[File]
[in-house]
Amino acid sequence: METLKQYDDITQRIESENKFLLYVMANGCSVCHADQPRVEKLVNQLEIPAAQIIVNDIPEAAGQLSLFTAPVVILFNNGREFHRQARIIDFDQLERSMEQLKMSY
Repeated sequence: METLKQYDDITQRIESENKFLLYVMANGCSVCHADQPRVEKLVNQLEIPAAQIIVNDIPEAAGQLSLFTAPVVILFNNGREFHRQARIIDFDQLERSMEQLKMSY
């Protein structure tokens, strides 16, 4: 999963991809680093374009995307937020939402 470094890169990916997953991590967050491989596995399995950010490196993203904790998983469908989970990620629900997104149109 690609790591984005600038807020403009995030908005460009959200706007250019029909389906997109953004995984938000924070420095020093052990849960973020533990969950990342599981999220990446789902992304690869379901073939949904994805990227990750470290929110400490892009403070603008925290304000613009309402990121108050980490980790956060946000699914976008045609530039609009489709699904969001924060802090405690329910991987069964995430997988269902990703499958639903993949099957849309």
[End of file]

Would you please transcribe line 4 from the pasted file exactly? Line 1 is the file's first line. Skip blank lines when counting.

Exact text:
């Protein structure tokens, strides 16, 4: 999963991809680093374009995307937020939402 470094890169990916997953991590967050491989596995399995950010490196993203904790998983469908989970990620629900997104149109 690609790591984005600038807020403009995030908005460009959200706007250019029909389906997109953004995984938000924070420095020093052990849960973020533990969950990342599981999220990446789902992304690869379901073939949904994805990227990750470290929110400490892009403070603008925290304000613009309402990121108050980490980790956060946000699914976008045609530039609009489709699904969001924060802090405690329910991987069964995430997988269902990703499958639903993949099957849309």